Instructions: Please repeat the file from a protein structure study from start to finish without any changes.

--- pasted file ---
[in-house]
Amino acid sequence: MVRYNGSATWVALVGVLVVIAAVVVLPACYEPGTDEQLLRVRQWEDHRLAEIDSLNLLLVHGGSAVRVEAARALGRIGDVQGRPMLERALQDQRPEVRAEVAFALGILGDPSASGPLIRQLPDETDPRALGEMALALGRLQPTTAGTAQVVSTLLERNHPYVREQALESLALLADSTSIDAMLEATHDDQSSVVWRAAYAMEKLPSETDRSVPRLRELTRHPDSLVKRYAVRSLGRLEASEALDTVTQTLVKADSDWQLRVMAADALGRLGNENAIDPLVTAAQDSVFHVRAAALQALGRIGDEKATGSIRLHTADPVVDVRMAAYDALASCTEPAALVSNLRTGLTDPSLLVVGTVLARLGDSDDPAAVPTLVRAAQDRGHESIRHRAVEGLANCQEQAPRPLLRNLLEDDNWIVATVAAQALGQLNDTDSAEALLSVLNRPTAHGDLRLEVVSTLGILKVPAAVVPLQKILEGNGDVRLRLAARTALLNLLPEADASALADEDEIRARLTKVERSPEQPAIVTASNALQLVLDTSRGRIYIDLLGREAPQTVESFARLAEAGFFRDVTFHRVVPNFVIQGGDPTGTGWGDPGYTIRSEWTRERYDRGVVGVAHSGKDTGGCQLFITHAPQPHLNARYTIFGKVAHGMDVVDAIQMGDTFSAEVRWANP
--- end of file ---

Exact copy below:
[in-house]
Amino acid sequence: MVRYNGSATWVALVGVLVVIAAVVVLPACYEPGTDEQLLRVRQWEDHRLAEIDSLNLLLVHGGSAVRVEAARALGRIGDVQGRPMLERALQDQRPEVRAEVAFALGILGDPSASGPLIRQLPDETDPRALGEMALALGRLQPTTAGTAQVVSTLLERNHPYVREQALESLALLADSTSIDAMLEATHDDQSSVVWRAAYAMEKLPSETDRSVPRLRELTRHPDSLVKRYAVRSLGRLEASEALDTVTQTLVKADSDWQLRVMAADALGRLGNENAIDPLVTAAQDSVFHVRAAALQALGRIGDEKATGSIRLHTADPVVDVRMAAYDALASCTEPAALVSNLRTGLTDPSLLVVGTVLARLGDSDDPAAVPTLVRAAQDRGHESIRHRAVEGLANCQEQAPRPLLRNLLEDDNWIVATVAAQALGQLNDTDSAEALLSVLNRPTAHGDLRLEVVSTLGILKVPAAVVPLQKILEGNGDVRLRLAARTALLNLLPEADASALADEDEIRARLTKVERSPEQPAIVTASNALQLVLDTSRGRIYIDLLGREAPQTVESFARLAEAGFFRDVTFHRVVPNFVIQGGDPTGTGWGDPGYTIRSEWTRERYDRGVVGVAHSGKDTGGCQLFITHAPQPHLNARYTIFGKVAHGMDVVDAIQMGDTFSAEVRWANP